Youngstrom DW, Barrett JG, Jose RR, Kaplan DL (2013) Functional characterization of detergent-decellularized equine tendon extracellular matrix for tissue engineering applications. PLoS One 8(5):e64151ADSCrossRefPubMedPubMedCentralGoogle Scholar
  7. 7.
    Bottagisio M, Pellegata AF, Boschetti F, Ferroni M, Moretti M, Lovati AB (2016) A new strategy for the decellularisation of large equine tendons as biocompatible tendon substitutes. Eur Cell Mater 32:58–73CrossRefPubMedGoogle Scholar
  8. 8.
    Dowling BA, Dart AJ (2005) Mechanical and functional properties of the equine superficial digital flexor tendon. Vet J 170(2):184–192CrossRefPubMedGoogle Scholar
  9. 9.
    Thorpe CT, Clegg PD, Birch HL (2010) A review of tendon injury: why is the equine superficial digital flexor tendon most at risk? Equine Vet J 42(2):174–180CrossRefPubMedGoogle Scholar
  10. 10.
    Patterson-Kane JC, Rich T (2014) Achilles tendon injuries in elite athletes: lessons in pathophysiology from their equine counterparts. ILAR J 55(1):86–99CrossRefPubMedGoogle Scholar
  11. 11.
    Roth SP, Glauche SM, Plenge A, Erbe I, Heller S, Burk J (2017) Automated freeze-thaw cycles for decellularization of tendon tissue—a pilot study. BMC Biotechnol 17(1):13CrossRefPubMedPubMedCentralGoogle Scholar
  12. 12.
    Gilbert TW, Sellaro TL, Badylak SF (2006) Decellularization of tissues and organs. Biomaterials 27(19):3675–3683PubMedGoogle Scholar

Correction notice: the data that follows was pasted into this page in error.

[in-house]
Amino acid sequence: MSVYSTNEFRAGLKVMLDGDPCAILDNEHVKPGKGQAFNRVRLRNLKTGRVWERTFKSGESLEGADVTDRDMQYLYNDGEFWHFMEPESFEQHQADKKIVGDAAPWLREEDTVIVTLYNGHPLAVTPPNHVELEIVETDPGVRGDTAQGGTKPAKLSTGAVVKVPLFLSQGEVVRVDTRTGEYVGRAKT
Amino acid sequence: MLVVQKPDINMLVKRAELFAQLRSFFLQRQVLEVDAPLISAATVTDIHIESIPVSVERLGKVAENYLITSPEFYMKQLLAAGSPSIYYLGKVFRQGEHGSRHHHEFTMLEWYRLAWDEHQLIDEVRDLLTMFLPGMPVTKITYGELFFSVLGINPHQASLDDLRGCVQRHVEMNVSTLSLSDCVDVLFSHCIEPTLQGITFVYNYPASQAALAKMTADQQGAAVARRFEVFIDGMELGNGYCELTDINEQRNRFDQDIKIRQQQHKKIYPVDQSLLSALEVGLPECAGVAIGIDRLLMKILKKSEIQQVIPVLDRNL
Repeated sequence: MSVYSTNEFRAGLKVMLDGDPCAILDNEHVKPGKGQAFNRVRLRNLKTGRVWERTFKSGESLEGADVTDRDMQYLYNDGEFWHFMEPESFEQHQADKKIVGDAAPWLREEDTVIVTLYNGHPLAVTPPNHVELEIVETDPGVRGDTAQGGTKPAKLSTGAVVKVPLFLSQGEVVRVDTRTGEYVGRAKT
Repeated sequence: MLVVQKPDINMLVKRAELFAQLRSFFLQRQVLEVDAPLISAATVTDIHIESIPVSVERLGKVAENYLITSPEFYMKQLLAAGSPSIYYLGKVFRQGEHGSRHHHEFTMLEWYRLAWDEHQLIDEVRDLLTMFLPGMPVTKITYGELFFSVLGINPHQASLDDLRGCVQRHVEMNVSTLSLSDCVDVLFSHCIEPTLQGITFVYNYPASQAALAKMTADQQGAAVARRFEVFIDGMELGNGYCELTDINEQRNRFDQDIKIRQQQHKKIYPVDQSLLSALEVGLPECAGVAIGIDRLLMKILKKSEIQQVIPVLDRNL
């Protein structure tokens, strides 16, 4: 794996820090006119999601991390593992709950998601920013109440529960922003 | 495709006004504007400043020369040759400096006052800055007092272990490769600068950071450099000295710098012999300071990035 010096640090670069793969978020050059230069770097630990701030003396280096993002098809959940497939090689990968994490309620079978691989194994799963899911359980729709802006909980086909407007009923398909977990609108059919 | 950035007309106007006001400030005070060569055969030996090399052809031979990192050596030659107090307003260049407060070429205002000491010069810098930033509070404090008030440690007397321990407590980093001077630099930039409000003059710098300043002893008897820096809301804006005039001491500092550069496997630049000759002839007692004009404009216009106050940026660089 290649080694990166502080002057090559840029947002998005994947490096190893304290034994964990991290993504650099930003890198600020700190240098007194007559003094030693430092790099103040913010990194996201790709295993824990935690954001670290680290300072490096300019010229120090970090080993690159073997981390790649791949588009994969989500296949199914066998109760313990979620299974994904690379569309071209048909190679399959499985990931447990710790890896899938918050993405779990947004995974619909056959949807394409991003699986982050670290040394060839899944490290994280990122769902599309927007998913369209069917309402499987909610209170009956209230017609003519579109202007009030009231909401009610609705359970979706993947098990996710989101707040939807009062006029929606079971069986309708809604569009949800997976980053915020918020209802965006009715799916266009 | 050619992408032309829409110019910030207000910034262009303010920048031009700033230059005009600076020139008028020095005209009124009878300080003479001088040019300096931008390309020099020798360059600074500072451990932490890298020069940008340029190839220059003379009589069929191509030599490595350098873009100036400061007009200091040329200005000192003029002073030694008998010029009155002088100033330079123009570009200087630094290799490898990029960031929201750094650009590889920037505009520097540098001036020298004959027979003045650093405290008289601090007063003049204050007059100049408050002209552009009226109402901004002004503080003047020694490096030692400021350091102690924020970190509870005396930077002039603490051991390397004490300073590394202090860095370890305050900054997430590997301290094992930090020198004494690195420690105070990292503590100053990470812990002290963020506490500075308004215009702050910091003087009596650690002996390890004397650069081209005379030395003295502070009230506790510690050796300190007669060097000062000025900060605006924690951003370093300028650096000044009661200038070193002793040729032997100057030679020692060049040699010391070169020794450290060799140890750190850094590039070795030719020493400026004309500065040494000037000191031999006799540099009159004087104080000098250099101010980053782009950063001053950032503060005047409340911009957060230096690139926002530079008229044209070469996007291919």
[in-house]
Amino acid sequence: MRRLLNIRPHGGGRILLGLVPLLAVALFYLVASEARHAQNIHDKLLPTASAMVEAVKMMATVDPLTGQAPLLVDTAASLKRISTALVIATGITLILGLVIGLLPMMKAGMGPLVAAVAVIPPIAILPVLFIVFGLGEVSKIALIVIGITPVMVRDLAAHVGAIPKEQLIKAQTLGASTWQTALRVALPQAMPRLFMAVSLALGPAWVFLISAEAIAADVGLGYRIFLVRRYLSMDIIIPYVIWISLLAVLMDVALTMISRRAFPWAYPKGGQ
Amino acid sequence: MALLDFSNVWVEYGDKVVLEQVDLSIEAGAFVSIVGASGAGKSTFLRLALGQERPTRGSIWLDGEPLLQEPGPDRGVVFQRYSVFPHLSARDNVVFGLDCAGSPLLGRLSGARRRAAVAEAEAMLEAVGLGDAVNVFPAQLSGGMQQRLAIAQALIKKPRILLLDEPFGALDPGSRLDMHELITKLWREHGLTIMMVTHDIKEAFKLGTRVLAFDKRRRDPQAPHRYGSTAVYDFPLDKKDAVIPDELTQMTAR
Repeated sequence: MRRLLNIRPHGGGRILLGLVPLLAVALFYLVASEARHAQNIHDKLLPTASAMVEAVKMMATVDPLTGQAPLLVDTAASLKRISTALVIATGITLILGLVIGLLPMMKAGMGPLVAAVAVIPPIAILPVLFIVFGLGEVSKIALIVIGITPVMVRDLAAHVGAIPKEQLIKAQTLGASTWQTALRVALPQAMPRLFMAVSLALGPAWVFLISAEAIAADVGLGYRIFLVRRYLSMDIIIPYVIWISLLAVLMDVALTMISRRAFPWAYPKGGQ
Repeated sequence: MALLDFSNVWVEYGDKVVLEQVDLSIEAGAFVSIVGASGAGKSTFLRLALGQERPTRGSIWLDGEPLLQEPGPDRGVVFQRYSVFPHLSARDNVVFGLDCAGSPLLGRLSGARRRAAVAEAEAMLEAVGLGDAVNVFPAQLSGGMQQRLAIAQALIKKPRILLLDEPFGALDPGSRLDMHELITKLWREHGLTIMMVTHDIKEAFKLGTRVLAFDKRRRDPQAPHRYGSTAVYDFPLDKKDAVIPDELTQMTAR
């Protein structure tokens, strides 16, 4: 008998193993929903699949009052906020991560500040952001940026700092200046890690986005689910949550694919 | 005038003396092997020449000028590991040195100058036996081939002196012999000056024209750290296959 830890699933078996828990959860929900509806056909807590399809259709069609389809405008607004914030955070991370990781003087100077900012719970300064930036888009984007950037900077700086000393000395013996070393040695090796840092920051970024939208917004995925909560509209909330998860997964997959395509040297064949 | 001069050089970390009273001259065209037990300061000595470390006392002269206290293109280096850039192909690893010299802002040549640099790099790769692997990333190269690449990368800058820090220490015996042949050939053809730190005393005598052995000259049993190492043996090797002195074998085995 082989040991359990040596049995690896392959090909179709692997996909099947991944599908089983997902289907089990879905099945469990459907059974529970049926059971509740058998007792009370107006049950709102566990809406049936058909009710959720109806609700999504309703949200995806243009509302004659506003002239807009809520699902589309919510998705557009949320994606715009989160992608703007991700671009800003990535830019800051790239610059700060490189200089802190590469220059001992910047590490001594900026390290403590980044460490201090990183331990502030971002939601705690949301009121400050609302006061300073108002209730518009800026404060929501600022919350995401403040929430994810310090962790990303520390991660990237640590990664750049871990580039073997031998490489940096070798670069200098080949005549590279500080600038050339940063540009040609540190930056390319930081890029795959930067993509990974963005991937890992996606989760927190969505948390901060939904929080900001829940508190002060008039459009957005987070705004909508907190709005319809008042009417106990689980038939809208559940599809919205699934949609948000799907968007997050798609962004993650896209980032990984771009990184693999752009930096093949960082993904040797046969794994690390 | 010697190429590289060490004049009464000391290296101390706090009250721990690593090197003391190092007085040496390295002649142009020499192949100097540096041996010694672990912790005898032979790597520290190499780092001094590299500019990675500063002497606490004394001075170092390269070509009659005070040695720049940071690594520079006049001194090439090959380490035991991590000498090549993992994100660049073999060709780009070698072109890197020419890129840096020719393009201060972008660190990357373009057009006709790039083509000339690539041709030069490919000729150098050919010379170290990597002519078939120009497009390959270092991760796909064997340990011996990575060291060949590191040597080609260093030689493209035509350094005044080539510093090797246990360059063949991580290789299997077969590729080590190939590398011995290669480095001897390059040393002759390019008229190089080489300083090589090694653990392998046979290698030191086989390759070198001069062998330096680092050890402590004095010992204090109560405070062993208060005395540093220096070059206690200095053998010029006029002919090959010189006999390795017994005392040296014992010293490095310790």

13. 13.
    Azuma C, Tohyama H, Nakamura H, Kanaya F, Yasuda K (2007) Antibody neutralization of TGF-β enhances the deterioration of collagen fascicles in a tissue-cultured tendon matrix with ex vivo fibroblast infiltration. J Biomech 40(10):2184–2190CrossRefPubMedGoogle Scholar
  14. 14.
    Omae H, Zhao C, Sun YL, An K-N, Amadio PC (2009) Multilayer tendon slices seeded with bone marrow stromal cells: a novel composite for tendon engineering. J Orthop Res 27(7):937–942CrossRefPubMedPubMedCentralGoogle Scholar
  15. 15.
    Stewart AA, Barrett JG, Byron CR, Yates AC, Durgam SS, Evans RB et al (2009) Comparison of equine tendon-, muscle-, and bone marrow-derived cells cultured on tendon matrix. Am J Vet Res 70(6):750–757CrossRefPubMedGoogle Scholar
  16. 16.
    Gage AA, Baust J (1998) Mechanisms of tissue injury in cryosurgery. Cryobiology 37(3):171–186CrossRefPubMedGoogle Scholar
  17. 17.
    Crapo PM, Gilbert TW, Badylak SF (2011) An overview of tissue and whole organ decellularization processes. Biomaterials 32(12):3233–3243CrossRefPubMedPubMedCentralGoogle Scholar
  18. 18.
    Gilbert TW (2012) Strategies for tissue and organ decellularization. J Cell Biochem 113(7):2217–2222CrossRefPubMedGoogle Scholar
  19. 19.
    Smeak DD, Olmstead ML (1984) Infections in clean wounds: the roles of the surgeon, environment, and host. The compendium on continuing education for the practicing veterinarian. Comp Cont Educ 6:626Google Scholar

Copyright information

© Springer Science+Business Media New York 2017

Authors and Affiliations

  • Susanne Pauline Roth
    • 1
    • 2
  • Ina Erbe
    • 1
  • Janina Burk
    • 1
    • 3
  1. 1.Faculty of Veterinary Medicine, Equine Clinic and Hospital LeipzigUniversität LeipzigLeipzigGermany
  2. 2.Saxonian Incubator for Clinical TranslationUniversität LeipzigLeipzigGermany
  3. 3.Faculty of Veterinary Medicine, Institute of Veterinary PhysiologyUniversität LeipzigLeipzigGermany

Personalised recommendations